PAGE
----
Why did Biden start a historic spending glory with barely a whisper of bipartisan support?
Well, the Democrats have persuaded themselves over the past few years that there is basically not too much money.
There is consensus within the party that Barack Obama has become “too small” and that an economic stimulus package under $ 1 trillion will not be enough to close the post-financial crisis demand gap.
Plus, Biden can actually spend – he can pass his stimulus and facilitation laws under what is known as the Senate’s reconciliation rules, and only needs 50 votes instead of the 60 votes it takes to break a filibuster.
After all, every Democratic president is drawn to the heroic appeal of the FDR and wants to measure himself against the New Deal.
Biden recently had a meeting with historians at the White House where there was a lot of discussion about the FDR. One of the participants, historian Michael Beschloss, told Axios that FDR or LBJ might be the most appropriate analogue of how Biden “changes the country in important ways in a short period of time.”
There is no doubt that any Democratic president would envy the sheer amount of dollars that Biden is shoveling out the door.
In fiscal 2019, the federal government, which didn’t tighten its belt exactly, spent $ 4.4 trillion.
Biden is well on the way to aligning this with his first two major legislative initiatives – the $ 1.9 trillion Covid Relief Bill he signed a few weeks ago and – provided he receives it without rolling it back – its newly approved $ 2.3 trillion infrastructure bill.
Another package is reportedly on the way, more focused on health and education, with perhaps another $ 2 trillion.
The Biden team almost feels like they’re working backwards – from a big, eye-catching price tag to the initiatives that can be taken to reach that top-line headline-grabbing number.
Schools have tens of millions of dollars not spent on previous auxiliary bills, and here comes another $ 100 billion to upgrade school buildings on infrastructure bills.
The states were wasted with $ 350 billion in the Covid relief bill, though many of them did not lose any revenue during the pandemic. Why can’t these dollars be spent on infrastructure?
The Covid Aid Bill ultimately didn’t focus primarily on the Covid Aid, and the Infrastructure Bill also goes in all directions.
It’s about infrastructure, drinking water, broadband, home retrofitting, manufacturing, long-term care, electric car, union law – and a few other things.
If being incredibly diffuse is ambitious, this bill is undeniably qualified. The question, however, is, if all of the money is spent, will anyone point out a transformative change in the country due to the legislation. Or whether, like the Obama incentive, it will be utterly unforgettable to scatter money across the landscape without leaving a trace.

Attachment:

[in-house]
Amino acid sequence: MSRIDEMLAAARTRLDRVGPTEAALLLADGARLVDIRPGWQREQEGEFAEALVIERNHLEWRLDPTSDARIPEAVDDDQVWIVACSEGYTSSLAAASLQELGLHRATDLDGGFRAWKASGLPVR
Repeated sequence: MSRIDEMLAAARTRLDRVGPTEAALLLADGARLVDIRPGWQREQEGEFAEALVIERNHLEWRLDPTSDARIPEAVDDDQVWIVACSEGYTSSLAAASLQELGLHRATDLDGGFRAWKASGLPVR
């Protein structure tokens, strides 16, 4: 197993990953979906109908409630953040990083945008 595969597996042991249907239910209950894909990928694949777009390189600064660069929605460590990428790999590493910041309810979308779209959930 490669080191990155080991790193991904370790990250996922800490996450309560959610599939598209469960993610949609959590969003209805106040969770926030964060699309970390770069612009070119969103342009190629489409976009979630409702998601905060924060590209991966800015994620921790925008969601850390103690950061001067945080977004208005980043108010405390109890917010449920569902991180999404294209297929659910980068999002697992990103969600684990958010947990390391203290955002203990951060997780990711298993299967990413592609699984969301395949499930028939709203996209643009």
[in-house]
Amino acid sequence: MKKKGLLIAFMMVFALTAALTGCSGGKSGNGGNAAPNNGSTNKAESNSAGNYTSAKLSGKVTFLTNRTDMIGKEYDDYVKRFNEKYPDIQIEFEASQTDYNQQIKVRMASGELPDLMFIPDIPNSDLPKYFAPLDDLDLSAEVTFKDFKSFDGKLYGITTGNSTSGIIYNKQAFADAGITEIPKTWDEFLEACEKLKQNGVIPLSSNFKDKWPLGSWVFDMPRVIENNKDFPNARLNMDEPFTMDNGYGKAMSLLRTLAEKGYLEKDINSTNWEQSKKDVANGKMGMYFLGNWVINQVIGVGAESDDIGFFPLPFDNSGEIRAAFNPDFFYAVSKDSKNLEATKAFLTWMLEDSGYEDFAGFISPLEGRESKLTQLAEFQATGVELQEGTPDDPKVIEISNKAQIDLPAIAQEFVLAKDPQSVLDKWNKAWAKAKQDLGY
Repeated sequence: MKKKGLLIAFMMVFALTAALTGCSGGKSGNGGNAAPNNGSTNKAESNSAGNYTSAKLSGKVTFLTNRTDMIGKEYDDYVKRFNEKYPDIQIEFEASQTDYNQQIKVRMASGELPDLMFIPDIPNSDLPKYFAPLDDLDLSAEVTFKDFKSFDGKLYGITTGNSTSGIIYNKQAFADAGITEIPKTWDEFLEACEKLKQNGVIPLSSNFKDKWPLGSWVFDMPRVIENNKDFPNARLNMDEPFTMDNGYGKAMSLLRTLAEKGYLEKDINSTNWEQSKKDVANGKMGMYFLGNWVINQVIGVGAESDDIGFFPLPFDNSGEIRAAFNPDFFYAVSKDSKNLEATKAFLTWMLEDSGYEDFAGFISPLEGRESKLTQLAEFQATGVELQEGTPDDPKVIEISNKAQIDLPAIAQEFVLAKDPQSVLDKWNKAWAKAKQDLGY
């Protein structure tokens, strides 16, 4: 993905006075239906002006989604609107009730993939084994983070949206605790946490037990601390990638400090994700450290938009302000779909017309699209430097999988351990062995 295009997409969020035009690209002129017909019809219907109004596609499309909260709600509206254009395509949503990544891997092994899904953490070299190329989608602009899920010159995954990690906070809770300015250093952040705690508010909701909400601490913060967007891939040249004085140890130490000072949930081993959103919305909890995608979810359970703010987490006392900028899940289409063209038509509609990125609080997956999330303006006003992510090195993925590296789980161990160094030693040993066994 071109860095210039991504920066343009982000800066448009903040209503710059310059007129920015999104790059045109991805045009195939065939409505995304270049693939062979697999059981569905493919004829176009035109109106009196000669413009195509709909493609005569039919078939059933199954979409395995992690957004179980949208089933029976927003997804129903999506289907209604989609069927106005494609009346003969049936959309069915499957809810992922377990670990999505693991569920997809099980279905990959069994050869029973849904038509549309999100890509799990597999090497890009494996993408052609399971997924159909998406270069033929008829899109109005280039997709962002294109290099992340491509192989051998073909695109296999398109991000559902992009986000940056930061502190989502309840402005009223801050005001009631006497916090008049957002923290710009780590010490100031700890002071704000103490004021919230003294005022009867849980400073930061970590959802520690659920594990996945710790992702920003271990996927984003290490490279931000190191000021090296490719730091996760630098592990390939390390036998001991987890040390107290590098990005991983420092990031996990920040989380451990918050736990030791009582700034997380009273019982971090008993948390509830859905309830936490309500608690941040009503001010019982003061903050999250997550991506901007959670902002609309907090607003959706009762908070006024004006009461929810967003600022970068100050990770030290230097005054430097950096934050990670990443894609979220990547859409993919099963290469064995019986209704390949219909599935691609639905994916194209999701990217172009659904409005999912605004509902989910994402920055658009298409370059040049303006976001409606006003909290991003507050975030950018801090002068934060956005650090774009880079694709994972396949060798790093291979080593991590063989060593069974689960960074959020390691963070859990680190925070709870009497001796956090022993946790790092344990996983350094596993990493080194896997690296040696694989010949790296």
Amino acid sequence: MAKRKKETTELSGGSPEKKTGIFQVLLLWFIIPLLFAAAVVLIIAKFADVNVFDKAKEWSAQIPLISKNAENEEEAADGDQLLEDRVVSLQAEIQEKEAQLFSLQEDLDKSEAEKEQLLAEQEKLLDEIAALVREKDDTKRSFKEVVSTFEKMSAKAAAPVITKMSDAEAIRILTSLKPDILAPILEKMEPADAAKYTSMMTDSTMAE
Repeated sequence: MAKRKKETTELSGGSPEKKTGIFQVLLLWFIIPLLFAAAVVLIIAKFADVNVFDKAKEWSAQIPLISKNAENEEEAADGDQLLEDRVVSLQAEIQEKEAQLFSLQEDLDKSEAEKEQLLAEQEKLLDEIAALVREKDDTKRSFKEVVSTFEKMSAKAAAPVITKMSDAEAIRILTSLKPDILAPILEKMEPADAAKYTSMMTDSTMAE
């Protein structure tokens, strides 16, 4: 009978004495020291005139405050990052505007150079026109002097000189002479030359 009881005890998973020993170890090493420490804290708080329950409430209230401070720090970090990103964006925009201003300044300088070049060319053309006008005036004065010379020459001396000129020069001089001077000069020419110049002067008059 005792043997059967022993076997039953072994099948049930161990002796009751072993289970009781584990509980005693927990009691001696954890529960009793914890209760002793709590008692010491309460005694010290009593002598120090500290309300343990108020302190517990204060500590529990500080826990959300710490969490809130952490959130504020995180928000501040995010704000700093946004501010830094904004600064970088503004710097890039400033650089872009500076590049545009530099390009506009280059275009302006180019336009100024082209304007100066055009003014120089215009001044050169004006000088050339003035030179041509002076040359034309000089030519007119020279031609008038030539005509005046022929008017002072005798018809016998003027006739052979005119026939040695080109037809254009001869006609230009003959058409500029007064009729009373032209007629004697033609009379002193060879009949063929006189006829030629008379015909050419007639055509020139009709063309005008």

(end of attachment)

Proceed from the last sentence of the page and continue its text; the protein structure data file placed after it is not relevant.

The need for infrastructure expenditure that goes beyond the expenditure already spent by the federal, state and local governments is certainly oversold.
Infrastructure is obviously important, and depending on the details, building or repairing it can be a good investment. But huge infrastructure bills in Washington are not well suited to sophisticated, unpolitical investment decisions, and the endlessly repeated stereotype about our “crumbling” infrastructure doesn’t hold up.
A paper recently published for the National Bureau of Economic Research states: “Over the past generation, the state of the motorway network has steadily improved, its extent has increased slightly, and traffic has roughly doubled. Over the same period of time, the condition of the bridges remained roughly the same, the number of bridges slowly increased and bridge traffic increased slightly. The population of public buses is younger than a generation ago and around 30% larger, although the number of drivers has remained constant. “
Shooting money out of a bazooka is not what the infrastructure of the American state demands for granted. But when the only tool you have is huge reconciliation spending bills, it all looks like a crisis desperate for more waste.
The bills are also a substitute for the passing of significant non-issuing policy changes that appear to be beyond Biden’s power. In contrast to the FDR, Biden has narrow and weak congressional majorities. He gets no HR1, no gun controls, no higher minimum wage or no immigration reform, and maybe he couldn’t if the Senate Democrats eliminated the filibuster.
What he can do, what FDR and LBJ never could, is to reach for the word “trillion” as much as possible.